Patricia McBroom, in her blog, The California Spigot, has published an article (August 10) on new thinking about how to safeguard levees in the Sacramento River delta from earthquakes. State planners widely believe that delta levees cannot be built to withstand an earthquake without prohibitive cost. However, McBroom finds an argument otherwise in the most recent draft of the Economic Sustainability Plan for the delta. As she recounts in the article, in the recently released second draft of the plan, earthquake engineer Robert Pyke describes a fat levee with a low probability of breaching and a low cost, compared to other alternatives. In McBroom’s opinion, if Pyke is right, the calculus driving decisions about water infrastructure in California, notably the “need” for a peripheral canal, needs to change.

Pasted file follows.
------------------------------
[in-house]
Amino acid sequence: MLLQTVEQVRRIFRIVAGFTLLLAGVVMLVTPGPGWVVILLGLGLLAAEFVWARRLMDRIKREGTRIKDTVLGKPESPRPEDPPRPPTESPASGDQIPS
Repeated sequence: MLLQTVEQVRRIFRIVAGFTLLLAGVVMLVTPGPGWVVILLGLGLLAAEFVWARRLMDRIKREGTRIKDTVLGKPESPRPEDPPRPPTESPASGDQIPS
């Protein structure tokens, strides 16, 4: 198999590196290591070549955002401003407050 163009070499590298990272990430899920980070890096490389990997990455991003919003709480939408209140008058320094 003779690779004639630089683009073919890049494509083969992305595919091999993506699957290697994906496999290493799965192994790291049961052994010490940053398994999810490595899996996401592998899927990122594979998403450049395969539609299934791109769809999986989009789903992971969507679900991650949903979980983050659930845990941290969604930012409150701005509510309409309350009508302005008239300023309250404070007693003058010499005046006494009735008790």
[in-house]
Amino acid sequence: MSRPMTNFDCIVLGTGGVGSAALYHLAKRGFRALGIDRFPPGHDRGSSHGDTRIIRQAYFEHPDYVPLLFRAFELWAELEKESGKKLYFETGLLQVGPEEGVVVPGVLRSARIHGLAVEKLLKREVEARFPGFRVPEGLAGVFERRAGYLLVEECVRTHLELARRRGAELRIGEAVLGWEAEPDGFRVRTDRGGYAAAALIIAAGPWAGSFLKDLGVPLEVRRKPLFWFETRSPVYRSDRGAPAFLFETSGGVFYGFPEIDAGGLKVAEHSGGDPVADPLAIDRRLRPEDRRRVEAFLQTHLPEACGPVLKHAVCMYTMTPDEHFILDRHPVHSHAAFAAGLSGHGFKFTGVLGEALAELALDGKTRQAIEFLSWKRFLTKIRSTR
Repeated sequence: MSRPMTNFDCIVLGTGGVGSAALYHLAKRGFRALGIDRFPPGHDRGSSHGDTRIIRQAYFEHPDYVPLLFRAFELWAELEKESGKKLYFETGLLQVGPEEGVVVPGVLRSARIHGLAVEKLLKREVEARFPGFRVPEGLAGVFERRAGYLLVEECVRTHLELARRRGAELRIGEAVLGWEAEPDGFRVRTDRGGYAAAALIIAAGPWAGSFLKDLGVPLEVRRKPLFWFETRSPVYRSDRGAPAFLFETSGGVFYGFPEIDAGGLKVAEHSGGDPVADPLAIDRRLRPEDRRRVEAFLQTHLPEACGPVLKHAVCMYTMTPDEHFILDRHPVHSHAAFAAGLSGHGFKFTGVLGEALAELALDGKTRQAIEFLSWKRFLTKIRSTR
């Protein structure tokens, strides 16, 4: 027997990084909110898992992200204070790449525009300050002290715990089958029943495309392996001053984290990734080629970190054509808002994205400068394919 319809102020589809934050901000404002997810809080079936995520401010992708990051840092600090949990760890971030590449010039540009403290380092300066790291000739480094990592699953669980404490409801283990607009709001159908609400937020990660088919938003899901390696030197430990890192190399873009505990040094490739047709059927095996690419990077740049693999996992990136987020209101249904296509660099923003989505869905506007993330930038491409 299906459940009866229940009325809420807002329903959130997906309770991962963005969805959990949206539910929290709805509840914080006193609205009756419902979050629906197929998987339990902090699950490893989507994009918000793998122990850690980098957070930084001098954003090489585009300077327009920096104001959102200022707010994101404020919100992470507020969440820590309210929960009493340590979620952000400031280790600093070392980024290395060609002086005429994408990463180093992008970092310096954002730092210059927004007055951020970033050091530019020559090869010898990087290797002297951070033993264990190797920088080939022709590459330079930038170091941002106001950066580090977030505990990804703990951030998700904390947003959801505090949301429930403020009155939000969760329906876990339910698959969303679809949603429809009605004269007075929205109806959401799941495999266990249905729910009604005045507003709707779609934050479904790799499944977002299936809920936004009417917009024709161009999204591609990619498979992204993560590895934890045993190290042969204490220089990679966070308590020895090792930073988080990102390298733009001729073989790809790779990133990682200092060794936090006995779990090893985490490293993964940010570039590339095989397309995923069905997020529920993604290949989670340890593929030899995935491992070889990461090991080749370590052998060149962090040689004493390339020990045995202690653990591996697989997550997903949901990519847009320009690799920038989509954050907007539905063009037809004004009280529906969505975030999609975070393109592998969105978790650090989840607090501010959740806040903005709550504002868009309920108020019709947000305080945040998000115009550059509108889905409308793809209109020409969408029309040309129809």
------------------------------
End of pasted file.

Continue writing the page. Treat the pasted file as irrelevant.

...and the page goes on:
From the article:
“These levees are the poor stepchild – the one critical feature in California that is still being neglected (for seismic upgrades)” said Pyke, noting that Cal Trans and public utilities in the East Bay and San Francisco have spent billions to upgrade their infrastructure. But levee repair is lagging, even though voters have twice voted for money to fix them.
Many would argue that the delay can be traced to the state’s preoccupation with building a multi-billion dollar “isolated conveyance” (aka, peripheral canal). If the levees can be retrofitted for earthquakes, one good reason for building the canal would be lost, and wealthy interests in the state want the conveyance – actually a tunnel under the delta.
To read the whole article, click here.